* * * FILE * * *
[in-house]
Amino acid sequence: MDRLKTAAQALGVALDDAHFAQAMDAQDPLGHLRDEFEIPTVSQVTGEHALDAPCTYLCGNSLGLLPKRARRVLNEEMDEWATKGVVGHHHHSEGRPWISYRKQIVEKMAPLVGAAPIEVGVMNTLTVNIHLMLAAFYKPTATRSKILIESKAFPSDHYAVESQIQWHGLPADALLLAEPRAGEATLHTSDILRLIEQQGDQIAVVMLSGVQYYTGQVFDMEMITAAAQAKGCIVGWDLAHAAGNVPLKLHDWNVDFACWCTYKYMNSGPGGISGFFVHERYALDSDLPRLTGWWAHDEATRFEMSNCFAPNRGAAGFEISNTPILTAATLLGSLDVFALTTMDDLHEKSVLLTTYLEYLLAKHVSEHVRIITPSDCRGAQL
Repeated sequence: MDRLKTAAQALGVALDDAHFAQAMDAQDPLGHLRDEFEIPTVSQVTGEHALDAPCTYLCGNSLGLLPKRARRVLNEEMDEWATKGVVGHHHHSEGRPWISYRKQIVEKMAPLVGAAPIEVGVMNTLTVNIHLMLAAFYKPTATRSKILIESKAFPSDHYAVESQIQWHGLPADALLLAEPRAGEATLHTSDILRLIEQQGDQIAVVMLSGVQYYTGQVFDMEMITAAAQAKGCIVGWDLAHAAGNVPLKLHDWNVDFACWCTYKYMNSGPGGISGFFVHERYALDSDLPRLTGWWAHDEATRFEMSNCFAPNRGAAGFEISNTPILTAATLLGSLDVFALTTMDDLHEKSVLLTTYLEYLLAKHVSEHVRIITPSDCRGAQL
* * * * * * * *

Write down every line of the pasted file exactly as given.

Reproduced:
[in-house]
Amino acid sequence: MDRLKTAAQALGVALDDAHFAQAMDAQDPLGHLRDEFEIPTVSQVTGEHALDAPCTYLCGNSLGLLPKRARRVLNEEMDEWATKGVVGHHHHSEGRPWISYRKQIVEKMAPLVGAAPIEVGVMNTLTVNIHLMLAAFYKPTATRSKILIESKAFPSDHYAVESQIQWHGLPADALLLAEPRAGEATLHTSDILRLIEQQGDQIAVVMLSGVQYYTGQVFDMEMITAAAQAKGCIVGWDLAHAAGNVPLKLHDWNVDFACWCTYKYMNSGPGGISGFFVHERYALDSDLPRLTGWWAHDEATRFEMSNCFAPNRGAAGFEISNTPILTAATLLGSLDVFALTTMDDLHEKSVLLTTYLEYLLAKHVSEHVRIITPSDCRGAQL
Repeated sequence: MDRLKTAAQALGVALDDAHFAQAMDAQDPLGHLRDEFEIPTVSQVTGEHALDAPCTYLCGNSLGLLPKRARRVLNEEMDEWATKGVVGHHHHSEGRPWISYRKQIVEKMAPLVGAAPIEVGVMNTLTVNIHLMLAAFYKPTATRSKILIESKAFPSDHYAVESQIQWHGLPADALLLAEPRAGEATLHTSDILRLIEQQGDQIAVVMLSGVQYYTGQVFDMEMITAAAQAKGCIVGWDLAHAAGNVPLKLHDWNVDFACWCTYKYMNSGPGGISGFFVHERYALDSDLPRLTGWWAHDEATRFEMSNCFAPNRGAAGFEISNTPILTAATLLGSLDVFALTTMDDLHEKSVLLTTYLEYLLAKHVSEHVRIITPSDCRGAQL